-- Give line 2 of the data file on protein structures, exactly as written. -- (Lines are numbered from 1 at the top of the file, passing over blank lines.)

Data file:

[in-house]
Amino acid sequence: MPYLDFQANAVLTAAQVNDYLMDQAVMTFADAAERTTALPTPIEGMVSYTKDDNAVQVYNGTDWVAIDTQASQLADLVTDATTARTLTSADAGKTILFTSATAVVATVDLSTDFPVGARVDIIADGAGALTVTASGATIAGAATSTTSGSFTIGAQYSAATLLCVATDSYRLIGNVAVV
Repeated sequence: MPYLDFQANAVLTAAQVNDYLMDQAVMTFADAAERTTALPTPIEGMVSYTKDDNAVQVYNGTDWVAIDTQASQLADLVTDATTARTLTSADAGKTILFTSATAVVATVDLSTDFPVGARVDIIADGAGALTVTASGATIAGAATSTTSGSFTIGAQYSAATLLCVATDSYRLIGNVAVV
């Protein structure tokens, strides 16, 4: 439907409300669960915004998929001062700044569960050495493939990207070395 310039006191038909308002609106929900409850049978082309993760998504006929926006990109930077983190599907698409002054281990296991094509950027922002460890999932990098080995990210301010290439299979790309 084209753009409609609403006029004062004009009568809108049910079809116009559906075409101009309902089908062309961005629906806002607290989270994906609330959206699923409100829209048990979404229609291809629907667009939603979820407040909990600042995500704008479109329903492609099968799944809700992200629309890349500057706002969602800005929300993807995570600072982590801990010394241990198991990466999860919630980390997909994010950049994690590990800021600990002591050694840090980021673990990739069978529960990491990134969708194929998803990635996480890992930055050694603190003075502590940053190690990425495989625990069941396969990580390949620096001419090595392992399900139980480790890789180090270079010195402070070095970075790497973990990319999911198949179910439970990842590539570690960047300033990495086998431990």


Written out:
Amino acid sequence: MPYLDFQANAVLTAAQVNDYLMDQAVMTFADAAERTTALPTPIEGMVSYTKDDNAVQVYNGTDWVAIDTQASQLADLVTDATTARTLTSADAGKTILFTSATAVVATVDLSTDFPVGARVDIIADGAGALTVTASGATIAGAATSTTSGSFTIGAQYSAATLLCVATDSYRLIGNVAVV